Thank you for your question. I look forward to working with you to provide you the information you are seeking for educational purposes only.
1) Unless they are claiming that the alleged injury the worker is claiming is a pre-existing condition and not an actual injury, medical records back to birth are generally not allowed to be requested. Courts will restrict the records to pertinent records regarding the injury being claimed and not records that far reaching. The court will not allow a "fishing expedition" for records and the workers compensation
carrier is going to have to prove some reason for wanting records that far back.
2) Under CO law, you must go to the doctor requested by the insurer for examination. Refusal to cooperate is ground to deny benefits.
3) Unless the patient is disabled in some manner requiring assistance (deaf, mentally incompetent) the doctor can insist that only the patient be allowed into the room and if patient refuses then this can be deemed that the patient is refusing to cooperate with the examination.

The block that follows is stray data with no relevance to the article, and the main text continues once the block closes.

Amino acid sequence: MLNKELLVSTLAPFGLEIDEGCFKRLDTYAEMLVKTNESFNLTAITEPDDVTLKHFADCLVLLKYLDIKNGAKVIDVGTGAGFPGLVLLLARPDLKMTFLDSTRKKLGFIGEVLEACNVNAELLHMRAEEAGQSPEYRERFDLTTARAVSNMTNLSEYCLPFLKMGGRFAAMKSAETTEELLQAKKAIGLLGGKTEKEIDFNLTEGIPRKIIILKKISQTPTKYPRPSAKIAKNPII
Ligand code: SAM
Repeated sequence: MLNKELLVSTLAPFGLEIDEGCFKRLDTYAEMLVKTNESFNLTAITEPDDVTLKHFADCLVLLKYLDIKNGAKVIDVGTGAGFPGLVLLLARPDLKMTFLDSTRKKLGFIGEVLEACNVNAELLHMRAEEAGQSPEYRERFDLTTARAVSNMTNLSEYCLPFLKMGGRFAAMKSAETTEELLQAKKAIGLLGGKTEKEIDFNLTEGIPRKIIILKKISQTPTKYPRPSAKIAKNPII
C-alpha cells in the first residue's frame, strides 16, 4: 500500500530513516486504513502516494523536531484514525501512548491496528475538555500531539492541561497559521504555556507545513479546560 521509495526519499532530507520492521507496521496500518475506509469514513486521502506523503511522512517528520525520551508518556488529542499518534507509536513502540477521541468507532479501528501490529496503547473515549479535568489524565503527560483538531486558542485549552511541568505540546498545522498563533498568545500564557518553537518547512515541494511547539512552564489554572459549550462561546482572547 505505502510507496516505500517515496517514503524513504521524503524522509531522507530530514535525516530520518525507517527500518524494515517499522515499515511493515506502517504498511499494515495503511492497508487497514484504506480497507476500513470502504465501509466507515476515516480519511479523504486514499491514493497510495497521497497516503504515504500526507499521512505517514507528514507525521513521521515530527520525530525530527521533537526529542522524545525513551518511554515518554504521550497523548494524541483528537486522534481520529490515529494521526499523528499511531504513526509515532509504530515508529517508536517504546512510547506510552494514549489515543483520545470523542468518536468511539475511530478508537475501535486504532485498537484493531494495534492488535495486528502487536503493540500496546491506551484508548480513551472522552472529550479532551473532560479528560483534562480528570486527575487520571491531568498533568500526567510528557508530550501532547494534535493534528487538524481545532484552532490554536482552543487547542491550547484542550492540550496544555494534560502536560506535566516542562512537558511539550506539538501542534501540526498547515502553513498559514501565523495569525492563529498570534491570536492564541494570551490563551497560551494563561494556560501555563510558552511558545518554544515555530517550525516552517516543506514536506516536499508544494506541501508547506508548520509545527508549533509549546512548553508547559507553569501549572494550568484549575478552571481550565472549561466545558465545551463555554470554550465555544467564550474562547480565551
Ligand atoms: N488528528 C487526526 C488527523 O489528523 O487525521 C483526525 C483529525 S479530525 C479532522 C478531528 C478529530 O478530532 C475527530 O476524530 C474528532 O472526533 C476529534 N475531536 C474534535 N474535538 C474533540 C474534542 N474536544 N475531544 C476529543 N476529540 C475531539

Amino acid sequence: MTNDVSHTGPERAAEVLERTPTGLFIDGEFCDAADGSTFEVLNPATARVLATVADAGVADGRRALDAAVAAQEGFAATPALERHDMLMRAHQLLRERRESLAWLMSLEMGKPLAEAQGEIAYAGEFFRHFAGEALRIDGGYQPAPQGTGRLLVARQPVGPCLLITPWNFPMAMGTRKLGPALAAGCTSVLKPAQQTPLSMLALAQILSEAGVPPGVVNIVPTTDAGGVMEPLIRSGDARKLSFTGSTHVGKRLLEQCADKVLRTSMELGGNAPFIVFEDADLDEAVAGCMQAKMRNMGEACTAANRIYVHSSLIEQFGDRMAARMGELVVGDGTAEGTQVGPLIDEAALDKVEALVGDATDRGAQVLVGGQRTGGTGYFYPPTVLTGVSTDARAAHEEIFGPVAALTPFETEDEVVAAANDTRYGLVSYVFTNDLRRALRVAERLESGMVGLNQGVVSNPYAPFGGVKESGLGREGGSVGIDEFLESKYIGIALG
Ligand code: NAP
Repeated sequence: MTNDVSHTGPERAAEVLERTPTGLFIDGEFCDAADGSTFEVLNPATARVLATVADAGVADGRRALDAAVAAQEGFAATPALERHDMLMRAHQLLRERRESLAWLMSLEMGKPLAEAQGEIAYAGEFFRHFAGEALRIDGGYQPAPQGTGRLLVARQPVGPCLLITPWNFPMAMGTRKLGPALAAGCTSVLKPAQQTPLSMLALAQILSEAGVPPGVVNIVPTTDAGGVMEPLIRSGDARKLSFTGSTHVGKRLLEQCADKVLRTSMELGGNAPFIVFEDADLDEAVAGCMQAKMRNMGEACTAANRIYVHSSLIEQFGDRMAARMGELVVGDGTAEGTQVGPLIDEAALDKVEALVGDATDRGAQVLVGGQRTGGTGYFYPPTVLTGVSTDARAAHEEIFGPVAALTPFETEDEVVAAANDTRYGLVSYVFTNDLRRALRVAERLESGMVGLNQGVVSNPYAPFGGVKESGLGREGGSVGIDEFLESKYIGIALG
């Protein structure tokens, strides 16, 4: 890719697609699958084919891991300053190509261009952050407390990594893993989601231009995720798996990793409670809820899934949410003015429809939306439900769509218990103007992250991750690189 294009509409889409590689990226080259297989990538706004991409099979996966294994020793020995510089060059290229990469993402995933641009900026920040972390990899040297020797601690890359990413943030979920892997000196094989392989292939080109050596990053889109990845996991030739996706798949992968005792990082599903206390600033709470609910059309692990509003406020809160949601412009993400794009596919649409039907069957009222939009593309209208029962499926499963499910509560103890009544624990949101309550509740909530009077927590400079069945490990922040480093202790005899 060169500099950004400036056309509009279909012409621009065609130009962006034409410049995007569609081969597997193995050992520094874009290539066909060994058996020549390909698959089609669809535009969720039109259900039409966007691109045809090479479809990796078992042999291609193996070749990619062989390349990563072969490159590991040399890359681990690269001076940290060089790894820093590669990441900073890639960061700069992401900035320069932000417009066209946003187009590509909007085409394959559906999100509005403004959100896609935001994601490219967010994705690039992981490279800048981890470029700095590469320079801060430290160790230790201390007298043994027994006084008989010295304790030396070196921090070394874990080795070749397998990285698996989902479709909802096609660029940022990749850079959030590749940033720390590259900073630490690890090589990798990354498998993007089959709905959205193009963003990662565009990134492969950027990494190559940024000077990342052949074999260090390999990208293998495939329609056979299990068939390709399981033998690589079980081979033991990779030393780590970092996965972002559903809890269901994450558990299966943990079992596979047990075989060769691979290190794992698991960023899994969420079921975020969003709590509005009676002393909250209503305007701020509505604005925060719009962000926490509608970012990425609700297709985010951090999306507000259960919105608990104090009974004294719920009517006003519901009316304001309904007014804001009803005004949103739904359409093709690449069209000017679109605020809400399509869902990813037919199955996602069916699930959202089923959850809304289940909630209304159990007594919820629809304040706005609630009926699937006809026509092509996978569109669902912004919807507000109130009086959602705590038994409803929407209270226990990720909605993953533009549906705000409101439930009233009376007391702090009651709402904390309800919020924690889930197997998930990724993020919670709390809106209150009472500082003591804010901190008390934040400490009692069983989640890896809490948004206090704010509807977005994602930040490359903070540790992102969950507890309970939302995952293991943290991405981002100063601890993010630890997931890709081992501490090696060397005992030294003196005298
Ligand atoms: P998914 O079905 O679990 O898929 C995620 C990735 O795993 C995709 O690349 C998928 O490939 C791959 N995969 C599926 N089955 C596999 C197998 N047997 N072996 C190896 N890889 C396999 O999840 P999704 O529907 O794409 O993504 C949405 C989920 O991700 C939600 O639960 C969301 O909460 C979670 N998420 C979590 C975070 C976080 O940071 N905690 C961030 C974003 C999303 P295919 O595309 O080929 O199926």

4) Yes, the Colorado law says the examination must be audio recorded and the patient can also audio record the examination.
5) The Colorado rules allow the patient to also record and the IME cannot refuse and if they are refusing, then the patient needs to get a court order that orders the IME to allow the patient to record as provided for in the laws. See: https://www.colorado.gov/pacific/sites/default/files/Audio_Recording_FAQs_amended_5-2014.pdf
6) Doctors have to release whatever records that are being asked for. The doctors do not make a decision of what to release or not release, they have to release records based on what the subpoena or records request asks them to produce.
7) Not all attorneys hire paralegals. Some smaller firms the attorney does all of their own work. Other firms may have a paralegal and larger firms may have multiple paralegals to assist them in doing the case work.